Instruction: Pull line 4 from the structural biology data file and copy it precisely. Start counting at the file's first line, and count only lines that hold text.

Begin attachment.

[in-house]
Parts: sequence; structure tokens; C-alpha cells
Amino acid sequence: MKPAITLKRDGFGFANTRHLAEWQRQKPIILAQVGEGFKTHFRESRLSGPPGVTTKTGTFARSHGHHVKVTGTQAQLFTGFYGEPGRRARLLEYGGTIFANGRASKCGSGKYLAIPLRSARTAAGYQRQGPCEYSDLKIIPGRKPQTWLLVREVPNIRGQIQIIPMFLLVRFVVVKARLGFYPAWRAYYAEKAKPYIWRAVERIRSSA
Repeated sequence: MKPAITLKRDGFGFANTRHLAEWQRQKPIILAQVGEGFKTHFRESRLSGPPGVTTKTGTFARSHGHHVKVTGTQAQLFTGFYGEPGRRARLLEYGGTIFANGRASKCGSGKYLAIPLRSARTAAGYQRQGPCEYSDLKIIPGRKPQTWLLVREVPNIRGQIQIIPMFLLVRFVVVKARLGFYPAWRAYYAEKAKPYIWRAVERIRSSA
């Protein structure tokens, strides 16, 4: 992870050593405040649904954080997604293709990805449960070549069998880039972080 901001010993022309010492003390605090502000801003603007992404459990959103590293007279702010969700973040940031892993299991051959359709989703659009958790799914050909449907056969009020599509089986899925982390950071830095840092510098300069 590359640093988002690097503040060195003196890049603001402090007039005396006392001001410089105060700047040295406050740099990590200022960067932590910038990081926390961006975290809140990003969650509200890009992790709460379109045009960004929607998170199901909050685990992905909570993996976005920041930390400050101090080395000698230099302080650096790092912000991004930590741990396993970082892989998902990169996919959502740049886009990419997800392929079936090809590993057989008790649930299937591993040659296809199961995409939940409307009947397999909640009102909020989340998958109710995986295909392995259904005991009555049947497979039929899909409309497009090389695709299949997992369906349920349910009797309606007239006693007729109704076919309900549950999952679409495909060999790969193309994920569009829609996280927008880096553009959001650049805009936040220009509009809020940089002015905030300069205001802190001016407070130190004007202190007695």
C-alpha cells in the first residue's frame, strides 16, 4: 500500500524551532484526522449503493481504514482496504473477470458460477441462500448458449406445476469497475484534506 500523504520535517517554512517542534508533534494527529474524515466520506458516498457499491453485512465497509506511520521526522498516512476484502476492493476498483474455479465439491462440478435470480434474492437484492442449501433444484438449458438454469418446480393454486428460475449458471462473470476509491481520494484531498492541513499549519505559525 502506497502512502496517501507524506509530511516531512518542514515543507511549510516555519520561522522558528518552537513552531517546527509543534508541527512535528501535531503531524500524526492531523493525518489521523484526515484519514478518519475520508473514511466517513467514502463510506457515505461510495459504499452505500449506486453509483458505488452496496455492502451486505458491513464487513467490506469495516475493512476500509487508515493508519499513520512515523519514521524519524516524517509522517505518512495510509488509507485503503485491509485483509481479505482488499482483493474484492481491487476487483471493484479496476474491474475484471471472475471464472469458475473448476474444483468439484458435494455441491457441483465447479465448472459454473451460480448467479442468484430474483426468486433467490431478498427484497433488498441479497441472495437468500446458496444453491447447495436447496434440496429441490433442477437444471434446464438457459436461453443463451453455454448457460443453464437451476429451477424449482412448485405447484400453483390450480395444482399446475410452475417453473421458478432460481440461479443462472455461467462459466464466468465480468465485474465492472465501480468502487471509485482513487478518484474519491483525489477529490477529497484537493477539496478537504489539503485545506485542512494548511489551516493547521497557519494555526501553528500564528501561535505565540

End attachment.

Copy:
Repeated sequence: MKPAITLKRDGFGFANTRHLAEWQRQKPIILAQVGEGFKTHFRESRLSGPPGVTTKTGTFARSHGHHVKVTGTQAQLFTGFYGEPGRRARLLEYGGTIFANGRASKCGSGKYLAIPLRSARTAAGYQRQGPCEYSDLKIIPGRKPQTWLLVREVPNIRGQIQIIPMFLLVRFVVVKARLGFYPAWRAYYAEKAKPYIWRAVERIRSSA